In our home, as in any healthy ministry, we do everything we can to keep families together if it’s truly in the best interest of the child. The family is the ideal model, and every child deserves a healthy family. Every child needs the love, acceptance and loving guidance of their parents. If a parent needs short term help, counseling, etc. to keep the family together in a healthy situation, that should always be the first choice. If there is some extended family that can help that’s an excellent second choice. Sometimes all that’s needed is daycare to keep a family together so the parent can work and still care for their children.

Unfortunately, sometimes, it really is in the best interest of the child to break up the family. You can imagine some of the horrific stories of the children in our care. We had a five-year-old brought to us after the step dad held him against a hot stove for wetting the bed. We had a two-year-old dropped off late one night with bruises over much of his body and a broken leg after the mom lashed out in a drunken rage. We took in a girl who had just turned fourteen and was pregnant after being raped by her step dad. (he is now in prison) These types of stories are much too common. Even the most ardent defenders of family would be hard pressed to defend keeping some families together.

A well meaning, well-educated individual once passionately shared with me that orphanages are a broken system and that they should all close down. I agree that it’s a broken system, but saying all orphanages should be closed is like saying the health care system in the US is broken so all hospitals should be closed. Just because we close a broken solution, doesn’t mean the problem goes away. I so wish there were better options for the countless children who fall through the cracks of society.

If the family is not in the picture, and adoption is a real alternative, it should always be encouraged. Unfortunately, adoption is not a reality for the vast majority of children living in any care situation. The latest figures available are that only 2% of children living in care situations world wide ever get adopted. Most have multiple siblings, are “too old” to adopt, or they have some living family that still has a claim on them. Depending on adoption for a child’s future is very much like depending on the lottery for your retirement: It might work, but not likely.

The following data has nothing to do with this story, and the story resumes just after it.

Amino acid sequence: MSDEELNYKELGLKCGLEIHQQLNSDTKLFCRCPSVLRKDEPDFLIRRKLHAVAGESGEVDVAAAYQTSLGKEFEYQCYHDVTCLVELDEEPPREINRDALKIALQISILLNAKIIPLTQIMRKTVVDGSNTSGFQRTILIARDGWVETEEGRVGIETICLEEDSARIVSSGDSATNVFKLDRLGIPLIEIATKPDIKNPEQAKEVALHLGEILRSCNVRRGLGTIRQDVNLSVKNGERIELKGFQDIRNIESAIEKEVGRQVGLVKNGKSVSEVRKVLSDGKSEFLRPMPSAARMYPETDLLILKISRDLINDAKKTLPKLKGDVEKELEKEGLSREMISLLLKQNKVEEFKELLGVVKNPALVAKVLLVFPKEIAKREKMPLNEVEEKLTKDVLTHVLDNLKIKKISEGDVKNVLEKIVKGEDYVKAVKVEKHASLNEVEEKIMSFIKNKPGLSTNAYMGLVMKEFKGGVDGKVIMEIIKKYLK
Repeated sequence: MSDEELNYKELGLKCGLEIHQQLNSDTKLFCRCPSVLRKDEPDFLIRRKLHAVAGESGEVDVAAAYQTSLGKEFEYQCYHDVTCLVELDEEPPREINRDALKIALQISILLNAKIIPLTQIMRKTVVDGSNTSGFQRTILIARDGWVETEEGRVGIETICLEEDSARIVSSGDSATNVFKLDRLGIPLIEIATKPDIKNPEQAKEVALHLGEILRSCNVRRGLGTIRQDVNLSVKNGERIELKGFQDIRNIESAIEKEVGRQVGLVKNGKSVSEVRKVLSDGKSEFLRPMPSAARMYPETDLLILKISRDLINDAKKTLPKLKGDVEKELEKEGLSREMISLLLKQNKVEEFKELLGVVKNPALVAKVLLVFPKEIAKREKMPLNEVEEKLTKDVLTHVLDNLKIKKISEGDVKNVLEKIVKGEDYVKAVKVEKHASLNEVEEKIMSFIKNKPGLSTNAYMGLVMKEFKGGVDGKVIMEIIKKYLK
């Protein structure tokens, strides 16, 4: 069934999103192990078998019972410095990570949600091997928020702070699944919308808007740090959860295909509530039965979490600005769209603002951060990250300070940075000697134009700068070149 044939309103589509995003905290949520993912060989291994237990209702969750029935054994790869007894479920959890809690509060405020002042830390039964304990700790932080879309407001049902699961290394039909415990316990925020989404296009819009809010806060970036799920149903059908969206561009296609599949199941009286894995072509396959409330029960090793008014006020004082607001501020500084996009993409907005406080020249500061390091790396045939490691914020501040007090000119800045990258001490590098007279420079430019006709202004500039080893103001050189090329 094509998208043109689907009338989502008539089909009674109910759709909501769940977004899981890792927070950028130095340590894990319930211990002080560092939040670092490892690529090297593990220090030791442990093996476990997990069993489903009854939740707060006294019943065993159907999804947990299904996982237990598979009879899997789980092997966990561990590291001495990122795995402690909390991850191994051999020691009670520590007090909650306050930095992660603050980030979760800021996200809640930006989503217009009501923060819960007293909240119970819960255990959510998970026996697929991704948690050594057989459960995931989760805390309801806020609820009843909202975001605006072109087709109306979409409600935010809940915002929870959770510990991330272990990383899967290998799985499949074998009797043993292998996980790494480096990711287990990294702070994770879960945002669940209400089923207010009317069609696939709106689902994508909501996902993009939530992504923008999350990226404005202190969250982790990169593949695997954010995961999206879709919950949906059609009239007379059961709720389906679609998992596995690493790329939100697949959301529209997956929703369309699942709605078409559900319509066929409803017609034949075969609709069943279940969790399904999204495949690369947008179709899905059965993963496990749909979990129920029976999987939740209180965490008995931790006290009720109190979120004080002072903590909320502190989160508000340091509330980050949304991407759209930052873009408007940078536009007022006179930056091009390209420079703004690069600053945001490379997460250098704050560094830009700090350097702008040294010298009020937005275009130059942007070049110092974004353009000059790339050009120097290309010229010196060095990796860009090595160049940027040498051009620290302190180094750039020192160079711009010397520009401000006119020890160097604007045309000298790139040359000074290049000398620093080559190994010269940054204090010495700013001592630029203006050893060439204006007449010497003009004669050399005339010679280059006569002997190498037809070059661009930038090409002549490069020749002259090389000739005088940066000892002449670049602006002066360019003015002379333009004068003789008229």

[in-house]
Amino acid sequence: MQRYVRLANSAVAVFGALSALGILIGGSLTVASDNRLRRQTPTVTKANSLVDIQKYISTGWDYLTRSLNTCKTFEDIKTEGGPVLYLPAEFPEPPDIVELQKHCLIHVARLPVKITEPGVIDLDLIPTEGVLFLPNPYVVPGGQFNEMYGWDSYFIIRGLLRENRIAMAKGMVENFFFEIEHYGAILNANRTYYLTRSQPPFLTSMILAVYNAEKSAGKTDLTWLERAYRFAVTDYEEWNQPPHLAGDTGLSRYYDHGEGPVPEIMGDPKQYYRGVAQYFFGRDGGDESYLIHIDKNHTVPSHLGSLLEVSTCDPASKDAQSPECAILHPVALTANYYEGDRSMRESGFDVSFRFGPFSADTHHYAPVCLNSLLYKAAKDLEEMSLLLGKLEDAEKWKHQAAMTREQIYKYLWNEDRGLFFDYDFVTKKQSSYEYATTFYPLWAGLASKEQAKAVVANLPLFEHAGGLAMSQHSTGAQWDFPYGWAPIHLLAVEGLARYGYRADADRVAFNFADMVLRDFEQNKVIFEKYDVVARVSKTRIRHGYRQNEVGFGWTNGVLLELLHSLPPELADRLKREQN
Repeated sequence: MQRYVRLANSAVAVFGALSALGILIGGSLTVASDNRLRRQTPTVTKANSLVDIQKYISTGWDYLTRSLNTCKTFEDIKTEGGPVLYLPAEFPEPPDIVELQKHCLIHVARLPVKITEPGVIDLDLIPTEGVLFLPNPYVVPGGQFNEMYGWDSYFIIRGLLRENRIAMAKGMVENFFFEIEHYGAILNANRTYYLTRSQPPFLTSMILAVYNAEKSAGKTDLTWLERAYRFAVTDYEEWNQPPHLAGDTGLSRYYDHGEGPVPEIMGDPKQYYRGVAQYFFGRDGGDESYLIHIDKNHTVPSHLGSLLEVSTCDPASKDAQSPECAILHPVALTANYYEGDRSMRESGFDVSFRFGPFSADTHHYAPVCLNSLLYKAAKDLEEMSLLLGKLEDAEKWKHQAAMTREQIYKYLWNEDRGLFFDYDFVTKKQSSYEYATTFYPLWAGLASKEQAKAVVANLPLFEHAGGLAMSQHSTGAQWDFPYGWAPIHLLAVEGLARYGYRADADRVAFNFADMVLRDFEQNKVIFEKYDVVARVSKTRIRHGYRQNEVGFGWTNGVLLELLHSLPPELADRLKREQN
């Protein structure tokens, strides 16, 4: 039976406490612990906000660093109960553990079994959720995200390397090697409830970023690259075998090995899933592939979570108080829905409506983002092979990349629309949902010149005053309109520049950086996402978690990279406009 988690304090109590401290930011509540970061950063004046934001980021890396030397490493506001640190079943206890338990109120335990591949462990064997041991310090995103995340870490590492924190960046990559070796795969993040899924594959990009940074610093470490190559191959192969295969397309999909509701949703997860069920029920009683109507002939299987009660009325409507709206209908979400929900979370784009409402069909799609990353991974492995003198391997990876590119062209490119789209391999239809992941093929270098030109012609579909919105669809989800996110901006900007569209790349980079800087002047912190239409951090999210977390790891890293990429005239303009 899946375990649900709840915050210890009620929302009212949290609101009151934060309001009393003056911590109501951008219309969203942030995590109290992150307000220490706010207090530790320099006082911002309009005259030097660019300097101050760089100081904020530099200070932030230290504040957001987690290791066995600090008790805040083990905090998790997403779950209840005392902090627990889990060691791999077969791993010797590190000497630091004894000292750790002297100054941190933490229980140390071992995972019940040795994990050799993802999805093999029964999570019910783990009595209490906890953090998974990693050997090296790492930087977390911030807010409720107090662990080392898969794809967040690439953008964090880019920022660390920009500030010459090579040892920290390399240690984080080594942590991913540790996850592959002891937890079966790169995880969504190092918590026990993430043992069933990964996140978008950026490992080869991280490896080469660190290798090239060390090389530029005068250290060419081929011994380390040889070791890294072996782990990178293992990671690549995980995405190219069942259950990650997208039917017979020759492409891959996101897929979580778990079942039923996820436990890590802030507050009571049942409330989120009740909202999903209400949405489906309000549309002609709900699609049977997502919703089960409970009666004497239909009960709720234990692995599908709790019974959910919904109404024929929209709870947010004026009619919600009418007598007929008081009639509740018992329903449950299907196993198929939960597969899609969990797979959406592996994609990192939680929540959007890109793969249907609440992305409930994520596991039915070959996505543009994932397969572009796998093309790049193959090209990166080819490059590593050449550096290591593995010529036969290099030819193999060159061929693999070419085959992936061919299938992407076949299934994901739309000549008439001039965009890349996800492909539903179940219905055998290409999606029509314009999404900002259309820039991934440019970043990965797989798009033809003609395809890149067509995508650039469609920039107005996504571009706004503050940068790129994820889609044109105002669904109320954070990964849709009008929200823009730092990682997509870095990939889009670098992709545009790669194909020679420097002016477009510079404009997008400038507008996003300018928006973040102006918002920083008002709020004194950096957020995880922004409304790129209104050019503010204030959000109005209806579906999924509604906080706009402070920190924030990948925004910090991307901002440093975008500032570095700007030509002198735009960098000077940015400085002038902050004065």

A couple of years ago, eleven-year-old Pablo (not his real name) was brought to us after being removed from his home due to neglect on the part of his mom. He had been bouncing around the system for a while. He hadn’t been in school, was in bad shape physically, and had spent way too much time on the streets. After a few days here, he expressed amazement that he was getting three meals a day and asked if that was normal. His mother is currently working with the government to receive custody of Pablo. Mom visits from time to time but is still not doing very well; she’s dealing with some long standing substance abuse issues. Pablo is now doing great in school, just graduated top of his class, and has become a real part of our family. We know we don’t replace loving parents, but here Pablo has a loving home with people who deeply care about him, great opportunities, and a future that was just a dream a few years ago. Very recently, Pablo came to us with a request. He knows his mom is working to get him back, but he’s also bright enough to know he has no future with her. He has asked that if his mom gets custody, and if it’s OK with her, if he could still live here. He wants to stay here so he can continue in school, work for a better life, and just visit his mom. We sincerely hope and pray that his mom gets her life in order but until that happens, we want to provide a great home to Pablo, and the many other Pablos who are out there.

Perspective in Short-Term Missions

workers-construction-site-hardhats-38293Few things are black and white in this life. Many people pass judgment on short-term missions from a purely sending perspective or as a bad use of funds. “Why spend so much money sending our team to Africa, what difference can they make?” “I’ve read that mission teams do more harm than good.” It’s so important to look at difficult, complicated, multi-level situations from many perspectives. Frequently, if we honestly try to put ourselves in the other person’s shoes, we see things in an entirely different light.